Specifically, the RUI allows MSC managers and administrators to gain access to the following remote management functions and services:
-- View network equipment status (Inmarsat terminal equipment, BEST KIT, LES modems).
-- View bandwidth/data rate allocations in place at any point in time by terminal ID.
-- Pre-plan bandwidth allocations and post to database for execution at future time.
-- Ad hoc modification of bandwidth allocations for immediate execution.
The BEST service utilizes advanced network and bandwidth management algorithms performing concurrent applications for enhanced service functions such as non-interference safety measures, delivery of remote site configuration parameters, network monitor and control, and dynamic bandwidth allocations.
These functions are hosted by the BMC server and are remoted to the RUI client application. On the remote node site, each BEST Kit runs the BMC client software that interacts with the shore-based management systems.
The end result is more efficient utilization of capacity by accommodating the subset of users requiring higher data rate full-period connectivity at lower data rates to that subset of users not requiring a surge capability at the same time.
MSC Concept of Operations
Military Sealift Command provides BEST-managed Inmarsat service to 30 vessels in the Atlantic, Pacific and Indian Ocean theaters. As vessels are commissioned, deployed or moved between ocean regions, MSC can easily and rapidly provide connectivity for system acceptance and training, or operational assignment. The ability to conduct system acceptance and training using easily allocated segments of capacity has meant dramatic savings over the alternative of keeping Inmarsat leases on hand for contingency.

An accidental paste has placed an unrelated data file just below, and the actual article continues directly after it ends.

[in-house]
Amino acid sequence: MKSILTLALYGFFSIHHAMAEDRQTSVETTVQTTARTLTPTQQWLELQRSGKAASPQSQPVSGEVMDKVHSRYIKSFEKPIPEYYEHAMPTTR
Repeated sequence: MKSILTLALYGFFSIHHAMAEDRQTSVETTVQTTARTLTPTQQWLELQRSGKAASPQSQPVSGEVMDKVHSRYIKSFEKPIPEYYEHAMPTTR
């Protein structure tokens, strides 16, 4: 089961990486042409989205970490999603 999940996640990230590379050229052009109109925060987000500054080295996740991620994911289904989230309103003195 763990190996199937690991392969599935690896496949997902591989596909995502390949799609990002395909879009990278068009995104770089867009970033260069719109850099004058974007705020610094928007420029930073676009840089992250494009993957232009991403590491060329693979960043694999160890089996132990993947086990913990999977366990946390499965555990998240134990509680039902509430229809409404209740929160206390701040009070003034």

During day-to-day operations, MSC can allocate periodic increased data rates for individual ships needing to transmit large data or imagery files. This is accomplished without any interruption of the forward broadcast and only instantaneous interruption of the return carriers undergoing data rate change.
MSC has also developed a deployable van version of BEST that will enable land-based users to immediately arrive at a port of interest and establish full voice and data connectivity to hit the ground running in support of MSC fleet missions.
MSC will continue to field BEST systems as its communications requirements expand. By using BEST, Military Sealift Command has fulfilled current communications requirements while using significantly fewer leases than required with the IT-21 HSD (Information Technology for 21st Century Inmarsat High Speed communications matrix) program. MSC can respond to numerous high tempo variations within existing network resources without committing additional financial resources for emerging missions.
In short, BEST positions Military Sealift Command to meet future requirements with less bandwidth. In the high cost bandwidth-constrained Inmarsat environment, this results in better communications at lower cost.
Ken Toy is in the Military Sealift Command, Afloat Systems Division. M.G. Abutaleb is president of Innovative Communications Technologies.